The Difference Between Whole Wheat and Whole Grain

While whole wheat and whole grain may sound like they are two different things, whole wheat is merely a type of whole grain. As mentioned above, whole grains include the entirety of the grain kernel, including the bran, germ and endosperm. Whole grain is an overarching category, and within it falls a number of different whole grains, including barley, brown rice, buckwheat, bulgur, millet, oatmeal, popcorn and whole wheat (to name a few). Whole wheat is a subset of whole grains that is limited to wheat products. For example, a whole grain bread can be made using any whole grain kernel, while a whole wheat bread indicates a bread that is made utilizing a whole wheat kernel.

What About Multigrain?

With this understanding of whole wheat versus whole grain in mind, it is important to also understand the meaning of another commonly consumed grain term: multigrain. Multigrain must mean healthy, right? Not necessarily. Multigrain products mean at least one type of grain has been used in the product, but it does not mean that any of the grains used are whole grains. In addition, even if a multigrain product is labeled as “made with whole grains,” this can mean that only a very small amount of whole grains were used during the process. This can be very deceptive for individuals looking to incorporate more whole, healthy grains into their diet. To know what you are eating, always be sure to check the ingredient list.

Incorporating More Whole Grains Into Your Diet

Whole grains can be extremely beneficial when incorporated into your diet, as they may reduce the risk of developing heart disease, diabetes, certain cancers and other health problems. The Dietary Guidelines for Americans recommends that half of the grains you consume during the day are whole grains. Many people are not consuming this amount on a daily basis. However, this can easily be remedied by including more whole grain products into your daily diet. Below are a handful of nutritious whole grains to add into your diet.
  • Whole Wheat: Whole wheat is a great whole grain to incorporate into your diet. Make sure that the label says 100% whole wheat when looking for a whole grain product.
  • Brown Rice: Many people do not know that roughly 75% of the nutrients that brown rice contains are stripped away in white rice. Brown rice includes all of the antioxidants, magnesium, phosphorus and B vitamins that white rice lacks.
  • Freekeh: One of the lesser-known whole grains is freekeh, which is an Arabic grain that is a low-carb form of ancient wheat. Freekeh has four times more dietary fiber than brown rice and also offers vitamins, minerals and selenium.
  • Buckwheat: Buckwheat is one of the best sources of magnesium in grains and is high in manganese, which has been linked to improving cognitive functioning.
  • Whole Oats: Oats are a wonderful whole grain to include in your daily diet. Looking for the word “whole” on the ingredient list for an oat-based product isn’t as vital as it is with wheat. Oats are high in avenanthramide, which is an antioxidant that may aid in guarding the heart and improving cell function.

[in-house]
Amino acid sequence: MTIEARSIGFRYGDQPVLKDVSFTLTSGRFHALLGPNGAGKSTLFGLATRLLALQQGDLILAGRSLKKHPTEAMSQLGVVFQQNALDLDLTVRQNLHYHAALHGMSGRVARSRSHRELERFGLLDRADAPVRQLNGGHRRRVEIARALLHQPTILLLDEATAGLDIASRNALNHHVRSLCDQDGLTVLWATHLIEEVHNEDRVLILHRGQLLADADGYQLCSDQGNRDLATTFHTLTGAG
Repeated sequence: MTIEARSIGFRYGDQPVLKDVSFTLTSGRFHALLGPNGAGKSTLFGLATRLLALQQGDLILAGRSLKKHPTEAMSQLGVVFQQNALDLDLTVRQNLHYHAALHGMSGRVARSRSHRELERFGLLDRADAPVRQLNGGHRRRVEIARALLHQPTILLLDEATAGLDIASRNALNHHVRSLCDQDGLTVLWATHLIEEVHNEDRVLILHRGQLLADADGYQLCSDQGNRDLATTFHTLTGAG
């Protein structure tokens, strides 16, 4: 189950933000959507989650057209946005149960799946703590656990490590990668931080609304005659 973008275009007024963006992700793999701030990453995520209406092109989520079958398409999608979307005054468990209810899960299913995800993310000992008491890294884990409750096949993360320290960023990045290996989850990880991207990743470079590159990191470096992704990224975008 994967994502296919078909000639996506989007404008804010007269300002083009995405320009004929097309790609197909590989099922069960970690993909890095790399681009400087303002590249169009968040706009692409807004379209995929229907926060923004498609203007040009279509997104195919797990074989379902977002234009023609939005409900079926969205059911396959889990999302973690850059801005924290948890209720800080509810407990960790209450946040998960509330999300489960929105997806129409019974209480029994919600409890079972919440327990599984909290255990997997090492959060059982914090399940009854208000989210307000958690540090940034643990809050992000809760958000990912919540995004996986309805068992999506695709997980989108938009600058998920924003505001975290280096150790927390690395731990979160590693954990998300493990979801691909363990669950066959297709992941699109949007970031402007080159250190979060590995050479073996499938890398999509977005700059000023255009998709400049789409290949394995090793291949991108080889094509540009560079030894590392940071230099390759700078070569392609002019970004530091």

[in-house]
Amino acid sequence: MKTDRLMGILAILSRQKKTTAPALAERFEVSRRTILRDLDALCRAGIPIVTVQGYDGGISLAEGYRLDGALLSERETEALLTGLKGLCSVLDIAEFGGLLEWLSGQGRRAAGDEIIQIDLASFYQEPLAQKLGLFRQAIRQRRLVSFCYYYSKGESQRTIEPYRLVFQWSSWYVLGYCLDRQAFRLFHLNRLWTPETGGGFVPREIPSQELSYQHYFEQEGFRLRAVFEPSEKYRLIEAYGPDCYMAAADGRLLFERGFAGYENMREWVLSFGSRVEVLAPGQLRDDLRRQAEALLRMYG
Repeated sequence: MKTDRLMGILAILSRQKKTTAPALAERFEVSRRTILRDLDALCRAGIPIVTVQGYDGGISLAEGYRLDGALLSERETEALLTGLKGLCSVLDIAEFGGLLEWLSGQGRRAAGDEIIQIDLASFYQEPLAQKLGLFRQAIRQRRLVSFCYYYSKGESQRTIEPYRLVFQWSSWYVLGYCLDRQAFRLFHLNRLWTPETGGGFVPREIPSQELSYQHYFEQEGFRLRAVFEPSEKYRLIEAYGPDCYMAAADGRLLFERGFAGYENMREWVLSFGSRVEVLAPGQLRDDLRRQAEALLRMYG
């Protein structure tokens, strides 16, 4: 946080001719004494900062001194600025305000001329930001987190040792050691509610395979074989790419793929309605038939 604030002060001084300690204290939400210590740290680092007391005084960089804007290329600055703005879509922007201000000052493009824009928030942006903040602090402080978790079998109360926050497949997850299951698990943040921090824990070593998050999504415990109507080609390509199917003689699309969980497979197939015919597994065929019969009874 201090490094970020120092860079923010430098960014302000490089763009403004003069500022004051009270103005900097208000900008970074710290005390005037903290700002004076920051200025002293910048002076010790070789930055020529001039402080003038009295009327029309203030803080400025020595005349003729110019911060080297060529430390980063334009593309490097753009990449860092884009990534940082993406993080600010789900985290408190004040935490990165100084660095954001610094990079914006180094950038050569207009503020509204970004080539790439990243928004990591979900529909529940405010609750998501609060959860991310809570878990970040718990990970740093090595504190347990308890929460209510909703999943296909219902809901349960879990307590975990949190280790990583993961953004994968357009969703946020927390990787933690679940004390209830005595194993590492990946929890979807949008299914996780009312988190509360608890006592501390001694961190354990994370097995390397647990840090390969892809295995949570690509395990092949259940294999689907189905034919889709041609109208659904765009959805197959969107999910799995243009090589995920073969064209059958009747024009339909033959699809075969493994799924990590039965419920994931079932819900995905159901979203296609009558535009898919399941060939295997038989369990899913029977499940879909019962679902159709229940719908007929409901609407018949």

As you can see, adding whole grains to your diet is really quite simple. By switching your white bread and pasta to whole-grain foods, you will be able to add a plethora of health benefits to your diet in no time at all!

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6 Comments

  1. Helen Paradis
    As my gandson is a Diabetic 1, I am told to use whole wheat. I buy whole grain bread and pasta. Isn't the whole wheat part of the whole grain?
    Reply
    1. Whitney Barnes
      Hi Helen - the term "whole grain" means any type of grain (rice, wheat, corn) that includes the whole kernel; bran, germ and endosperm.

      The term "whole wheat" specifically means whole grains that are also of the wheat variety like barley, rye and wheat berries. If you buy Whole Wheat Pasta then that indicates that it's made from whole wheat kernel.
      Reply
  2. S
    I looked up whole grain Cream of Wheat on Fooducate, and it says it's not actually whole grain because farina is mostly endosperm. You also have/had a whole wheat farina product, which seems to contradict that, but it doesn't seem to be available anymore, and on your wheat farina product page, you state you don't currently have a whole grain version available, which suggests such a thing is possible. So what's the deal? Can farina be whole wheat/grain?
    Reply
    1. Whitney Barnes
      We currently have two wheat farina products, linked below. Though both are made from wheat, neither are whole grain. Farina is milled wheat made into a flour or meal. During the milling/sifting process the bran is removed, thus rendering it not whole grain. Apologies if our comments were confusing; we do not make a whole grain farina.

      Organic Wheat Farina
      Wheat Farina
      Reply
  3. John fawbert
    Do you sell Organic wheat grain and if so what is the protein percentage I read the best bread flour can be as high as 18 % and good bread flour should be over 14%. Most whole grain wheat available in Australia appears to be less than 13%.
    Reply
    1. Whitney Barnes
      Hi John - Yes, here's a link to our Organic Flours.

      Here's a snapshot of the protein percentages in our most popular flours:

      Artisan Bread Flour: 12.5-13.5%
      Whole Wheat Flour: 13-15%
      White All Purpose Flour: 10-12%
      Whole Wheat Pastry Flour: 9-11%
      White Fine Pastry Flour: 8-9%
      Reply